Pyramid or Pillars
Women in Cultural Policies

Culture Gates



One of the most dynamic sectors of the labour market is the culture industries.  Studies have shown that this sector has been expanding at a rate near to or beyond the overall growth of some national or regional economies and it is expected that employment rates will double in the next ten years.

The fields which make up this sector, including everything from visual or performing arts to multimedia production, have been heralded as ones which can secure sustainable employment, reinforce endogenous regional potentials and shape the future through high levels of creativity and innovation via a market in which the majority of goods and services are non-substitutable.

One of the reasons for its exponential growth over the last 20 years has been explained by the increase of women working in various professional fields. Recent transnational empirical studies have indicated, however, that their representation in various occupations and at different stages of cultural production can range from below 10% (e.g. in some of the music professions) to over 60% in fields, which are today deemed "feminised".

Such studies have also shown that there is a diminishing share of women towards the top of administrative and artistic hierarchies of decision-making across Europe. For example: in the field of music, female conductors are rare exceptions; women represent on average 23% of theatre directors, 20% of film directors, 25% of art museum directors and 15% of senior broadcasting production executives. These findings are contradicted by the consistently higher percentage of female graduates in art academies and conservatories across Europe.

Access to such positions, including those with creative influence, must pass through a number of gate-keepers which have the power to maintain glass ceilings over 1) women's career development in their respective hierarchies and/or 2) the degree of "success" or public recognition which they receive for their work and consequently economic rewards of the marketplace.

There are several layers of decision-making processes and various actors involved in the system of gate-keeping. They include those with:

  • economic or political power such as CEO's of broadcasting companies, directors of national opera houses or museums, heads of city cultural departments.  
  • symbolic power over content production and can control the gates which prevent or release a diversity of ideas, information and styles. These gatekeepers include editors in chief of newspapers, art critics or jurors on arts funding boards, programme directors.

These different "power positions" remain in the hands of men and therefore we are still a long way from achieving equality of presence and influence in determining quality.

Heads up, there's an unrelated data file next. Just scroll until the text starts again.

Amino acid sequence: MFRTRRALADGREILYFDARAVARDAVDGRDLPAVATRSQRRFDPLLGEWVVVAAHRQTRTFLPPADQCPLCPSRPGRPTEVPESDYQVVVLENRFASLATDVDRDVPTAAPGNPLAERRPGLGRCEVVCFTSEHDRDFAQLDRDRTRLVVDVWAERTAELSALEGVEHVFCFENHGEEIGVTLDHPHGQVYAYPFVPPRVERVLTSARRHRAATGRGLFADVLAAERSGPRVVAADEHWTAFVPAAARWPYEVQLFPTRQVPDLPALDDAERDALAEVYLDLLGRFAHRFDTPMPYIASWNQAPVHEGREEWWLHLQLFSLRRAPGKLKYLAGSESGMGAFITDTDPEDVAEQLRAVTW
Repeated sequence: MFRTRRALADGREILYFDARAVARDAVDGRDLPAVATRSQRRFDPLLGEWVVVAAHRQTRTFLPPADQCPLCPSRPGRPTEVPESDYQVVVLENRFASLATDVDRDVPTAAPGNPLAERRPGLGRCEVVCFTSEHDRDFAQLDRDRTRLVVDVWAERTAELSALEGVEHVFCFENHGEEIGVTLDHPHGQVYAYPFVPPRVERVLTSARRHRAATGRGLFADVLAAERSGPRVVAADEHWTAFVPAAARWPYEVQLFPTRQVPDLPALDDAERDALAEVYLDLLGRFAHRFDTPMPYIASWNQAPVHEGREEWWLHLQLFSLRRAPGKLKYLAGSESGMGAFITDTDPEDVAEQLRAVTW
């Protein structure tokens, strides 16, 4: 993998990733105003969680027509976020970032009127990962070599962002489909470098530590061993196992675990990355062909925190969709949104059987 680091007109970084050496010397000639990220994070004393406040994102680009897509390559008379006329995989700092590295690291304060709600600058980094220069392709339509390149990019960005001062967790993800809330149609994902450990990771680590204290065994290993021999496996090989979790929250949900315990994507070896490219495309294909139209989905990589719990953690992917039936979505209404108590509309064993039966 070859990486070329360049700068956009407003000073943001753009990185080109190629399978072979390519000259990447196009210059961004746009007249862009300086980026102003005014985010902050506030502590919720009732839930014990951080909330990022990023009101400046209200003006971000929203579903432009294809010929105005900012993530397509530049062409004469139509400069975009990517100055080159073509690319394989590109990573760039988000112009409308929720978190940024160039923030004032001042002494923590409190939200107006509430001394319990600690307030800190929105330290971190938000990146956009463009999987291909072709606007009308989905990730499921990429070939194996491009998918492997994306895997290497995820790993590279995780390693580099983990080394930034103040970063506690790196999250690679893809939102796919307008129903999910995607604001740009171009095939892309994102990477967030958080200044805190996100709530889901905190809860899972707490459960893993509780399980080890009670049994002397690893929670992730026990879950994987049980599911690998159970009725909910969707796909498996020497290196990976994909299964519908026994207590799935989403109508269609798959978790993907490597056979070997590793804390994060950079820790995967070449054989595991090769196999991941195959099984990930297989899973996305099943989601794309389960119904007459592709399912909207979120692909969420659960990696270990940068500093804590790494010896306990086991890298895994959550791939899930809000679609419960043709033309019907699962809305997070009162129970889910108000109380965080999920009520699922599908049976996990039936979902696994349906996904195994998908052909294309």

Transnational Investigation  

The European Institute for Comparative Cultural Research (ERICarts) has carried out a transnational research project in co-operation with Finn-EKVIT (Helsinki), MEDIACULT (Vienna) and the Observatorio das Actividades Culturais (Portugal) to investigate the gate-keeping systems in the cultural labour markets and the impact that gate-keepers have on the career development of women working in the arts and media professions after they leave school.

Three national investigations were pursued in 2002-2003 under a common methodological framework, which investigate gate-keeping from several perspectives and place a special focus on two very different artistic labour market fields:

a)     Music: a field which consistently demonstrates that women are still more marginalised than in any other sector of the culture labour market and that the gate-keeping system (which includes production and distribution channels). The music sector is indeed male dominated both in terms of creativity (composition) and performance (orchestras) which clearly maintains stereotyped images which are difficult to overcome even with existing policy strategies or active mainstreaming and other programme measures.

b)    New media arts: a relatively new field which has shown some signs of progress toward reducing the gender gap. As there are no "mainstreaming" or other policy measures in place to encourage gender equality in the media arts field, it could prove to be an innovative case from which good practices can be drawn.


Advisors and Evaluators

Several recognised professionals in both sector specific fields of music and new media as well as recognised scientists of cultural labour markets and gender studies advised and evaluated the project.

They included: Patricia Adkins Chiti, Fondazione Donne in Musica, Annette Brinkman and Franz-Otto Hofecker, Zentrum fur Kulturforschung; Monika Fleischmann, Media Arts Research, GMD - Research Center for Information Technology; Sibylle Thomzick, rocksie!; Ilkka Heiskanen, University of Helsinki;  Alfred Smudits, Institute for Music Sociology, University for Music and Performing Arts, Sonja van der Valk, Theatre Instituut Nederland. 

Published: 2003-05-07
  Updated: 2003-06-28

Copyright © 2003 CultureGates. All Rights Reserved.

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